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The Mediating effect of justice perception on the relationship between revenge behavior and basic psychological need satisfaction

Şahin, Barış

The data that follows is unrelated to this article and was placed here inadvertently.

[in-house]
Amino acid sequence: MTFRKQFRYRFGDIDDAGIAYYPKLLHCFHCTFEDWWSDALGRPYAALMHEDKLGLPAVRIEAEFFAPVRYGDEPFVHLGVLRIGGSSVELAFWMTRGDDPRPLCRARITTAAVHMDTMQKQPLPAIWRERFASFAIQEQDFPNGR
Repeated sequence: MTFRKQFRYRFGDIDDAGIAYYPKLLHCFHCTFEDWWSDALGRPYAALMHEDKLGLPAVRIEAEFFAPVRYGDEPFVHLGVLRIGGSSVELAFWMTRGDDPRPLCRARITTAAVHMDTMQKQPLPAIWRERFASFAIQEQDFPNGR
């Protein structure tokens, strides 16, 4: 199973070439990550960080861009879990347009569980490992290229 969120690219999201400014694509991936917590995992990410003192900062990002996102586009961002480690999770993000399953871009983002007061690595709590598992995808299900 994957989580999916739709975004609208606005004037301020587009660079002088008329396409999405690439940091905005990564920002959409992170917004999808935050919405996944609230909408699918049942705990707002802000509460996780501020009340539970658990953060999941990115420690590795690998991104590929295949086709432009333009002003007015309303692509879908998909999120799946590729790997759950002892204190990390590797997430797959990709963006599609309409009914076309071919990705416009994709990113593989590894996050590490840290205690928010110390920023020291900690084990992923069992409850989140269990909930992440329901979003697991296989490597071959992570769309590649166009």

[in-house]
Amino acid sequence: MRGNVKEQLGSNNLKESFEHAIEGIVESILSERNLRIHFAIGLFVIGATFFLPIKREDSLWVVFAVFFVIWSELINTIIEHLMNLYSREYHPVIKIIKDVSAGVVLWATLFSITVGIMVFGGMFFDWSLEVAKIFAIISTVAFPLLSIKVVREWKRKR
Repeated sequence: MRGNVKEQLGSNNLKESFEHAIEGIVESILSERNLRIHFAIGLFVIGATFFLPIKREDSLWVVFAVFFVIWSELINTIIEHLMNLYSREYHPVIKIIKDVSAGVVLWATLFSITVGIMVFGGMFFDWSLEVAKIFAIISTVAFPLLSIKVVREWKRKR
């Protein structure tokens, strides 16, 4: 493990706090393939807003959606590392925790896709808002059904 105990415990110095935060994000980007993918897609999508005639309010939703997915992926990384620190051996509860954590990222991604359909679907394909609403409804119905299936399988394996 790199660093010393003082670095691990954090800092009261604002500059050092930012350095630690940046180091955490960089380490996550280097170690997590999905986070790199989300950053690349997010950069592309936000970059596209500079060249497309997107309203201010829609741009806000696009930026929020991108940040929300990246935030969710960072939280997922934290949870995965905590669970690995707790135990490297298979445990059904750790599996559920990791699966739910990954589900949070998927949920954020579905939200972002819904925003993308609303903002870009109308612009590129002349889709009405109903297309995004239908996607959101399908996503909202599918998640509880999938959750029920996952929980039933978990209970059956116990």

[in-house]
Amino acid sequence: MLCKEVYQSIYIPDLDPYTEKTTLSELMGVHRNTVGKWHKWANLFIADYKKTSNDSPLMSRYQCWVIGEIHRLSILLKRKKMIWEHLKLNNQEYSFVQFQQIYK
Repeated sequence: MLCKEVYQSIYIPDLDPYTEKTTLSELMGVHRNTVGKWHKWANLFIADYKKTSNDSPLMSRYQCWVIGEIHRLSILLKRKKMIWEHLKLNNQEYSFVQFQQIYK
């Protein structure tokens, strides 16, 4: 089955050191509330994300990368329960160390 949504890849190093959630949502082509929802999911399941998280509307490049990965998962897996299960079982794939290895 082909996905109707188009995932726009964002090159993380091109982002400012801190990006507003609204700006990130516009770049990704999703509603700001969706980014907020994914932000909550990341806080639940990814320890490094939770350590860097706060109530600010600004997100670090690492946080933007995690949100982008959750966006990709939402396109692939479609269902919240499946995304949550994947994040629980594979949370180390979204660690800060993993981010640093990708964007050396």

The present two studies aim to understand the role of justice perception on the relationship between revenge and basic psychological needs satisfaction. Previous studies have shown that when people are treated unjustly, their basic psychological needs showed frustration. In the first study, this proposition is tested with people’s own experiences where they were victimized. Three hundred participants (195 females) completed the measurements of positive and negative affect, basic psychological needs satisfaction, vitality and satisfaction with life. The results were found lacking the desired differences for psychological needs satisfaction between injustice, negative affect and control groups. Further in the literature, it was mainly accepted that the acts of revenge proceed acts of injustice. The reason behind this pattern was explained as people’s desire to restore justice Proceeding in line with the previous findings that suggested justice increases needs satisfaction, the effect of revenge behavior on needs satisfaction through the increase in perceived justice was investigated in the second study. In an experimental design 47 participants (27 females) received negative feedback about their writing abilities, then were presented with the opportunity to take revenge. Procedural and distributive justice perceptions, positive and negative affect and basic needs satisfaction were assessed before and after the revenge manipulation. Participants reported higher satisfaction for their psychological needs, positive affect and perceptions of distributive justice, after the revenge opportunity. However, revenge behavior failed to predict any of the changes in the mentioned variables. Implications of the findings were discussed and several alterations for future research were proposed.